We mentioned power and it’s what lurks underneath the Mulsanne’s bonnet that’s worth inspection. The 6.75-litre twin turbo V8 develops 505bhp at 4,000rpm and 1020Nm/752 lb ft. at 1,750 rpm. This is a 2,685 kg mastodonic limo that wallops you unrelentingly from 0-60mph in 5.1 seconds and hilariously trounces a base Lotus Elise – the doyenne darling of lightweight, fast sports cars – with its puny 0-60 mph time of 6.5 seconds. We won’t dwell on the mpg, will we? Good, that may be for the best. Flat out though the Mulsanne thunders all the way skyward to 184 mph. Sitting almost mini MPV high and flooring a Mulsanne is one experience that should be on everyone’s to-do list.
Approaching the car three words come into play – integrity of construction. Blindfolded a person with a slim hand could reach into a crevasse deep within the car’s interior and not a single piece of cheap plastic will be found. All that appears the finest metal, aluminium, stainless steel or leather is just that. One other reason the Mercedes-Maybach didn’t make the grade. To support this point, it takes around 400 hours to build one Mulsanne with much of the process done by hand. If you do happen to commission a Bentley – any Bentley for that matter – you must visit the factory at Crewe. Only then will you fully appreciate the love and care put into a car from some of the most proud and engaging people to populate a factory floor.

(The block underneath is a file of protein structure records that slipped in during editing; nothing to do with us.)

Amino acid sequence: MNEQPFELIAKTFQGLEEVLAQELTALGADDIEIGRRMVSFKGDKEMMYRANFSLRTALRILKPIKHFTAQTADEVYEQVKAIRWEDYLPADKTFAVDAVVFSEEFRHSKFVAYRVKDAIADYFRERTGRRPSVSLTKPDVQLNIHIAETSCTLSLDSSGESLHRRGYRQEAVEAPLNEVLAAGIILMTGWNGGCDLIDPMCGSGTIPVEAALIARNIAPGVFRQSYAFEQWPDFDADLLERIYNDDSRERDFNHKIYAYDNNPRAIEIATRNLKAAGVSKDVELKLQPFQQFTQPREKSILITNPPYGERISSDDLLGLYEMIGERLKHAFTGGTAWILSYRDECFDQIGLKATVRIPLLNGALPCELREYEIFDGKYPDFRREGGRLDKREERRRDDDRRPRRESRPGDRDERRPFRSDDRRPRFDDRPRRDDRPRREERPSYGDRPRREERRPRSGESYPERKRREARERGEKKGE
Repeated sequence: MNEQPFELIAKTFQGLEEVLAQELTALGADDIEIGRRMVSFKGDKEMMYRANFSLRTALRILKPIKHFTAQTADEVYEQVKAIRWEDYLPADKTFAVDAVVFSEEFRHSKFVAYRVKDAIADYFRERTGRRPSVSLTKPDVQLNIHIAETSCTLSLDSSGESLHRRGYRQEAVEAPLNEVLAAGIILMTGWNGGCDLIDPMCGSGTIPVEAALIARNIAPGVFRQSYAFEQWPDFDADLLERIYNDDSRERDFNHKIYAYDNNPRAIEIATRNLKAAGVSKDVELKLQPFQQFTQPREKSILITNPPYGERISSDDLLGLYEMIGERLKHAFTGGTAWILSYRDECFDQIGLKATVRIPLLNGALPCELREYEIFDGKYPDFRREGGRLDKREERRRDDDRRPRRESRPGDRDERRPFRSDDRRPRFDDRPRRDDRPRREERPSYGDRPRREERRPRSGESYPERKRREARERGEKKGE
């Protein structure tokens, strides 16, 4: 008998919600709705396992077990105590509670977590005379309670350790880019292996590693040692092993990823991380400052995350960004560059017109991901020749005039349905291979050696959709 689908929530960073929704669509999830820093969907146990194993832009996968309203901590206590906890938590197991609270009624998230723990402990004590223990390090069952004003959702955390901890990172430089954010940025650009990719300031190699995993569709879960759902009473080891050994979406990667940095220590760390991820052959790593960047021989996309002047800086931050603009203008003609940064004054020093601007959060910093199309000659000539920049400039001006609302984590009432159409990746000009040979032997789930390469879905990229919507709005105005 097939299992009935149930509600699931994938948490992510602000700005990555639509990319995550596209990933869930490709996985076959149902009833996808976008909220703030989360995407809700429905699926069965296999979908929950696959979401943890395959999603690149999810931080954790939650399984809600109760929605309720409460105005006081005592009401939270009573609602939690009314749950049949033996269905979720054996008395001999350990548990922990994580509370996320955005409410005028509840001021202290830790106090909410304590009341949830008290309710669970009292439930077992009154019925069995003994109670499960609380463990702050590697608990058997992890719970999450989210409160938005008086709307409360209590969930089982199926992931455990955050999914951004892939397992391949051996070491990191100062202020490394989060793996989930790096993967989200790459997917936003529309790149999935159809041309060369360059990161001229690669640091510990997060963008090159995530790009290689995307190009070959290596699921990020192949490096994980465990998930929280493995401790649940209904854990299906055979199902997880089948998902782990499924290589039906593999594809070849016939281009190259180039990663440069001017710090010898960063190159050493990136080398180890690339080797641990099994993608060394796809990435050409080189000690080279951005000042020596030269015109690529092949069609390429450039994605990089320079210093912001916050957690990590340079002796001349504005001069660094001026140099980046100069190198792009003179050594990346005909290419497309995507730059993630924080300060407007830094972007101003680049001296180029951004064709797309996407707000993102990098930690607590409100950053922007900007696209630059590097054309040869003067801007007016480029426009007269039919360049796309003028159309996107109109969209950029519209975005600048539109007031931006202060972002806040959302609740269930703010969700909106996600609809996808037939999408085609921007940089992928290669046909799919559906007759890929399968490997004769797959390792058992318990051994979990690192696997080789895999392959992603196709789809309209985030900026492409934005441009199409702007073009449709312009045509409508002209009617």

Every now and then a car impresses for different reasons. It’s might be performance, construction, appearance or maybe the interior. We say, after long consideration that the Bentley Mulsanne provides occupants with the finest and best made interiors in the world today. Everything in our Mulsanne’s dark leather cabin reeked of supreme quality with materials that were utterly gorgeous. Become excited by the way the sun visor swivelled in an oiled, gliding movement? We did. But what swung it from the Rolls Royce Ghost is the traditional sporting appearance mixed with classic design realisation throughout.